Government officials in the United Arab Emirates (UAE) announced that within a year, drones will be enlisted by government to provide routine services, such as license renewals and delivery of official documents and packages to citizens. In the U.S., Amazon is experimenting with drones for delivery of retail goods, but has said it would take at least four to five years to perfect the technology and process.
This story did not receive much attention. I came across it in a Reuters online publication. Here is the story: It has numerous implications and raises many questions. Let me list just a few (some real, others facetious). I elaborate only on the last set, dealing with job loss. Some implications:
1) Places around the world condescendingly regarded as “third world” or “developing” not very long ago, are beating us to the punch now all the time with applications of complex technologies in daily and industrial life. 2) The opportunities for more government spying and voyeuristic photography using drones in hard to reach places seem almost endless. 3) And, what about the risk of drones becoming targets for recreational shooting, or disrupting roof top pigeon racing?
The most serious and long term implications of popularized drones concerns how many human jobs will be eliminated in government, retailing, and delivery services? Will those job losses be offset by ones needed to manufacture, maintain, and operate the drones? Some new drone manufacturing jobs will surely be created, but where will they be located? In San Diego or Phnom Pehn?
Since the Industrial Revolution, pundits have been wringing hands about machines replacing humans, permanent loss of jobs, and idleness in epidemic proportions, as we continuously innovate. So far they have been wrong. Thus far – at least up through the late 20th century — industrial economies have adapted to technological change and produced new jobs, to more than offset the old ones lost to innovation. Not that there weren’t big time losers and hardship with each change and adjustment. And governments have interceded to make life a little less harsh for the losers,
My weasel words (“at least through the late 20th century”) are critical. The feeling creeps-in that “this time it is different.” Check out the article on this notion in a recent MIT Technology Review.. The reason for pessimism is that workers (as now well documented) have fared poorly over the past forty years. And, the past two or three “recoveries” from recession have been distinguished by slow job growth. The expression “jobless recovery” has now been around since at least 2000.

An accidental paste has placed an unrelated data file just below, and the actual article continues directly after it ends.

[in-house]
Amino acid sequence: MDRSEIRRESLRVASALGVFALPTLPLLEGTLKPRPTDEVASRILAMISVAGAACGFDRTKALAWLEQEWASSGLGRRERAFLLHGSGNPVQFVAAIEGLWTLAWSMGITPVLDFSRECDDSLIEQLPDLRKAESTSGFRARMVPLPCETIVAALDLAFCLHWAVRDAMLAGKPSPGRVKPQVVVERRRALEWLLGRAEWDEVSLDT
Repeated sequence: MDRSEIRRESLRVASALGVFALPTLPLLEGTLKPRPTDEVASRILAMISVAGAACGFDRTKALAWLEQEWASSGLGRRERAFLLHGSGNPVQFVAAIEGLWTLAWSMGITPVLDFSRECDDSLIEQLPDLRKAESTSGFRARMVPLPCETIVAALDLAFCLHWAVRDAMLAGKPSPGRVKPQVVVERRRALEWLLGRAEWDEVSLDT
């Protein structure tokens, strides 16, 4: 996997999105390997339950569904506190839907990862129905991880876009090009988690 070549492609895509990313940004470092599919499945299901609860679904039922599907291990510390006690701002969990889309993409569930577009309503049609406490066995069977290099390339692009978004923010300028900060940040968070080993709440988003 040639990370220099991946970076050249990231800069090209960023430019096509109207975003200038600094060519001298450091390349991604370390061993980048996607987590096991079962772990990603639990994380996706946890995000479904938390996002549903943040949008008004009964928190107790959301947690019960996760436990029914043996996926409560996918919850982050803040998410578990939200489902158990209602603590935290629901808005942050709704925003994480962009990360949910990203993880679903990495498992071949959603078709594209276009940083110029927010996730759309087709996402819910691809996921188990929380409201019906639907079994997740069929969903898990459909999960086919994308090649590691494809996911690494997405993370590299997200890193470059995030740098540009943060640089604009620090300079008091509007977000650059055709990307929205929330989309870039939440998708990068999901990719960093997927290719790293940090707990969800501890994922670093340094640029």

The possible reasons for this have been subject to endless debate. That is good, because for years the problem was hardly recognized. But consensus about the causes, much less what to do about it (if anything), is still lacking, which is very frustrating. In the mean time, numerous Nobel Prizes in economics have been awarded for solving (clarifying) issues of seemingly much less importance.
All of that is easy for me to say. I don’t have the answers either. The one observation I’d like to add, and it’s not a really new thought, but one that doesn’t get enough attention, concerns the volume and velocity of innovation.
I of course agree that light bulbs replacing candles was a good thing for the greatest number, even though it hurt a few people. But, the volume and rapidity of such change appears now to be so great (and unprecedented), that economies, societies, and individuals are not adjusting; at least not very fast. And just when we think we’ve adjusted, Microsoft issues another upgrade to their operating system. What we go through trying to avoid buying a new computer with Windows 8!!!
We will always have a minimum of about 4 to 5 percent unemployment. There is always some mismatch between workers and jobs. It takes time for employers and the right workers to find each other, as technology and other factors change the nature of work. Economists call this unemployment floor “frictional unemployment. ”But if the high volume and sheer speed of change is now a permanent feature of economic life, what we used to call “frictional unemployment” has a whole new look, and dimension.
How many students do you know who enrolled in a training program to prepare for a “high demand job,” only to find the occupation had disappeared before the ink was dry on the degree? On the bright side: The hard copy degree can be delivered by a drone built in Phnom Penh; and the student loan invoice can be sent real fast by piggy-backing on laser beams used by Merrill-Lynch for high speed, algorithmic trading.